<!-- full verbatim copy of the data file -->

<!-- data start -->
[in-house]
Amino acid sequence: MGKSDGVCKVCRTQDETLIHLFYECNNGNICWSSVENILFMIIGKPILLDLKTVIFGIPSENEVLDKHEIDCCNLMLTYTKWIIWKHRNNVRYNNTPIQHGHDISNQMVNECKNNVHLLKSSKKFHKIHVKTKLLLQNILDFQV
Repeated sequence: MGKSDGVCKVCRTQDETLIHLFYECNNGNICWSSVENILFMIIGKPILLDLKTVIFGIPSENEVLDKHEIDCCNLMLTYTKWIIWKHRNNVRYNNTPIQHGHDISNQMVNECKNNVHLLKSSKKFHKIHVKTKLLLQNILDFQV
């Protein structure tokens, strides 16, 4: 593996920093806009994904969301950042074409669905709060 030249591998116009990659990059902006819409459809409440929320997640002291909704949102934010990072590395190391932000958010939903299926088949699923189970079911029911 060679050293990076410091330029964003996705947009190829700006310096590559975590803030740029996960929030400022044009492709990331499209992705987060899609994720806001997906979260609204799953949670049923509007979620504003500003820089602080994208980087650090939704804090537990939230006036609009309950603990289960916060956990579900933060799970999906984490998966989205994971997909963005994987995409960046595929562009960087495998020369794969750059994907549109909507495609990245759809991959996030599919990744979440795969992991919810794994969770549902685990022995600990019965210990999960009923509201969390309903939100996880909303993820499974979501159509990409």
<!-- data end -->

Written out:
[in-house]
Amino acid sequence: MGKSDGVCKVCRTQDETLIHLFYECNNGNICWSSVENILFMIIGKPILLDLKTVIFGIPSENEVLDKHEIDCCNLMLTYTKWIIWKHRNNVRYNNTPIQHGHDISNQMVNECKNNVHLLKSSKKFHKIHVKTKLLLQNILDFQV
Repeated sequence: MGKSDGVCKVCRTQDETLIHLFYECNNGNICWSSVENILFMIIGKPILLDLKTVIFGIPSENEVLDKHEIDCCNLMLTYTKWIIWKHRNNVRYNNTPIQHGHDISNQMVNECKNNVHLLKSSKKFHKIHVKTKLLLQNILDFQV
């Protein structure tokens, strides 16, 4: 593996920093806009994904969301950042074409669905709060 030249591998116009990659990059902006819409459809409440929320997640002291909704949102934010990072590395190391932000958010939903299926088949699923189970079911029911 060679050293990076410091330029964003996705947009190829700006310096590559975590803030740029996960929030400022044009492709990331499209992705987060899609994720806001997906979260609204799953949670049923509007979620504003500003820089602080994208980087650090939704804090537990939230006036609009309950603990289960916060956990579900933060799970999906984490998966989205994971997909963005994987995409960046595929562009960087495998020369794969750059994907549109909507495609990245759809991959996030599919990744979440795969992991919810794994969770549902685990022995600990019965210990999960009923509201969390309903939100996880909303993820499974979501159509990409």